This move is part of the larger trend of restaurant software companies streamlining and consolidating product offerings. With fewer systems, there's less room for error. Expect much more news like this.
— Kristen Hawley
Two interesting things happened in the delivery space last week while I was head-down in Skift Global Forum preparation (thanks, Danny and René for making it amazing!). Amazon announced a partnership with tech company Olo, and UberEats got some attention in the New York Times.
Now that Uber has a new CEO, the company’s direction will likely shift, and according to the Times, UberEats is poised to be a large part of a successful Uber. (ICYMI, Skift Table took its own look at UberEats’ restaurant product a few months ago.) Uber’s food delivery business is profitable in about a quarter of the cities it operates in, which means that business model is likely very attractive as the company works toward an eventual IPO. Plus, UberEats’ exclusive work with McDonalds is a huge boon for its business, with some 3,500 on the platform.
The Amazon-Olo deal is also big news, because, Amazon. Olo is a digital ordering platform used by over 200 restaurant brands. It’s not consumer-facing; restaurants build their apps on top of Olo’s technology — so Olo powers digital ordering at places like Shake Shack and Applebee’s. By partnering with Amazon, Olo customers can now opt in to Amazon’s restaurant delivery service without having to install another ordering platform or app or any other change to the way they’re already handling orders. When the partnership was announced, Buca di Beppo was the only restaurant that said it would definitely use Amazon delivery, but expect others to follow suit.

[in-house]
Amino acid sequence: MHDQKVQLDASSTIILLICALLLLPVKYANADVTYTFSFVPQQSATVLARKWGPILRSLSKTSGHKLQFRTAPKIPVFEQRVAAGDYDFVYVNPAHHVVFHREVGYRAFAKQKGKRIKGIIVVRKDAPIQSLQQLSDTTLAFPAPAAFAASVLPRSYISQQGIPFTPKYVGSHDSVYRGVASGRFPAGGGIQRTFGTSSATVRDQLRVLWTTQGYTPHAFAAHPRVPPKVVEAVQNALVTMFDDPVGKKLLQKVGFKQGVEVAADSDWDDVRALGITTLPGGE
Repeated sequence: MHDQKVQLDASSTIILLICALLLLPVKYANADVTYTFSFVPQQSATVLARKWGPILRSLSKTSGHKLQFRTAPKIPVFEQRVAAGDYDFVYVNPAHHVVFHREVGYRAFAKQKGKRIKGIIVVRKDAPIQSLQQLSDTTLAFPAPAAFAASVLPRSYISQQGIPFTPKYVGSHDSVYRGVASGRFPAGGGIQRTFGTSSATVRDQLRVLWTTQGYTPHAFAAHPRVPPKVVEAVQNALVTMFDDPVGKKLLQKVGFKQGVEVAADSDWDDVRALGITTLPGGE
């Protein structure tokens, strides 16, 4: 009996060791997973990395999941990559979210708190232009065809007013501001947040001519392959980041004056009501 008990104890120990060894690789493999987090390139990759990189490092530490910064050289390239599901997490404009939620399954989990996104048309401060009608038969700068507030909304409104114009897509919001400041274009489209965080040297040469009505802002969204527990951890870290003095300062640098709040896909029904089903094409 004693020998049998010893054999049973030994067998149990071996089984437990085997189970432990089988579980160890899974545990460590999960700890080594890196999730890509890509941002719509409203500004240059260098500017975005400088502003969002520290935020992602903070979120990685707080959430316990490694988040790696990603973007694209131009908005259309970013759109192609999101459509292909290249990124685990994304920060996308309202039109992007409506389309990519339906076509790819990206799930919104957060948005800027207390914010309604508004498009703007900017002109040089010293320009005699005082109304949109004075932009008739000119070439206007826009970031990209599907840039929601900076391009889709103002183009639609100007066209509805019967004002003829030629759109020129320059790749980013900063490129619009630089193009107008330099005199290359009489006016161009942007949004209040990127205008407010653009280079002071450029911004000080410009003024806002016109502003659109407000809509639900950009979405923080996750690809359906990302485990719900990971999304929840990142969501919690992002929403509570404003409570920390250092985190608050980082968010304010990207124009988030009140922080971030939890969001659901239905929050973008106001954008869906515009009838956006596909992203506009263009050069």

Also important to note: there’s nothing keeping any given restaurant from offering delivery via any number of channels; it’s not like they have to choose Amazon over Uber or GrubHub — they can use them all. The arms race here is for integrating technology at scale. When the ordering platform talks to the point-of-sale system which talks to the kitchen display system, which talks to the delivery drivers, the entire experience gets a lot easier — and a restaurant doesn’t need five different iPads at its host stand. So, even the tiniest integration can mean big changes to a restaurant’s flow, and ultimately its output.
This article originally appeared in the October 2, 2017 Skift Table newsletter. Subscribe to get the latest news and insight in your inbox.